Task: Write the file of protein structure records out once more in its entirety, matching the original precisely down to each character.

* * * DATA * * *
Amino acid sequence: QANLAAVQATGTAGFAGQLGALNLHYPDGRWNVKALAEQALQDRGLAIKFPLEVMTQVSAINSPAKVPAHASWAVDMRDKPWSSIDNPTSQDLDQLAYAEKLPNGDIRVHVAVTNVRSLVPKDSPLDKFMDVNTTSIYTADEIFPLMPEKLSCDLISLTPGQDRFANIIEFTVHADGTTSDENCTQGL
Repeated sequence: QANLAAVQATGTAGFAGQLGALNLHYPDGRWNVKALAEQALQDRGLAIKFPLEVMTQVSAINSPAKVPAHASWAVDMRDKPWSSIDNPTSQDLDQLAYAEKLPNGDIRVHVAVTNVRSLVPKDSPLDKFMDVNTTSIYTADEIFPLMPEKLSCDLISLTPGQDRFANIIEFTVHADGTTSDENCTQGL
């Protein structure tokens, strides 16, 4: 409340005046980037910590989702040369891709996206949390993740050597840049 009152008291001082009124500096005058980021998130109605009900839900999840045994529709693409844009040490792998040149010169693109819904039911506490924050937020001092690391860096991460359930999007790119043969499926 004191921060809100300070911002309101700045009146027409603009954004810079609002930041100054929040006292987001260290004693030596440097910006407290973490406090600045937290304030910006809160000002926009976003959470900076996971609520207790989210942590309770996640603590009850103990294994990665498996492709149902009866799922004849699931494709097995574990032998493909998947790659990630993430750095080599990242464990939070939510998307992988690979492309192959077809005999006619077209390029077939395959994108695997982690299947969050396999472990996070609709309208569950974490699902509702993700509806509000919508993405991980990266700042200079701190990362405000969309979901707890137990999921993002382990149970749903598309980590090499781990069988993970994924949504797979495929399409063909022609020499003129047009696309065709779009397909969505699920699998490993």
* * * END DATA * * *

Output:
Amino acid sequence: QANLAAVQATGTAGFAGQLGALNLHYPDGRWNVKALAEQALQDRGLAIKFPLEVMTQVSAINSPAKVPAHASWAVDMRDKPWSSIDNPTSQDLDQLAYAEKLPNGDIRVHVAVTNVRSLVPKDSPLDKFMDVNTTSIYTADEIFPLMPEKLSCDLISLTPGQDRFANIIEFTVHADGTTSDENCTQGL
Repeated sequence: QANLAAVQATGTAGFAGQLGALNLHYPDGRWNVKALAEQALQDRGLAIKFPLEVMTQVSAINSPAKVPAHASWAVDMRDKPWSSIDNPTSQDLDQLAYAEKLPNGDIRVHVAVTNVRSLVPKDSPLDKFMDVNTTSIYTADEIFPLMPEKLSCDLISLTPGQDRFANIIEFTVHADGTTSDENCTQGL
């Protein structure tokens, strides 16, 4: 409340005046980037910590989702040369891709996206949390993740050597840049 009152008291001082009124500096005058980021998130109605009900839900999840045994529709693409844009040490792998040149010169693109819904039911506490924050937020001092690391860096991460359930999007790119043969499926 004191921060809100300070911002309101700045009146027409603009954004810079609002930041100054929040006292987001260290004693030596440097910006407290973490406090600045937290304030910006809160000002926009976003959470900076996971609520207790989210942590309770996640603590009850103990294994990665498996492709149902009866799922004849699931494709097995574990032998493909998947790659990630993430750095080599990242464990939070939510998307992988690979492309192959077809005999006619077209390029077939395959994108695997982690299947969050396999472990996070609709309208569950974490699902509702993700509806509000919508993405991980990266700042200079701190990362405000969309979901707890137990999921993002382990149970749903598309980590090499781990069988993970994924949504797979495929399409063909022609020499003129047009696309065709779009397909969505699920699998490993």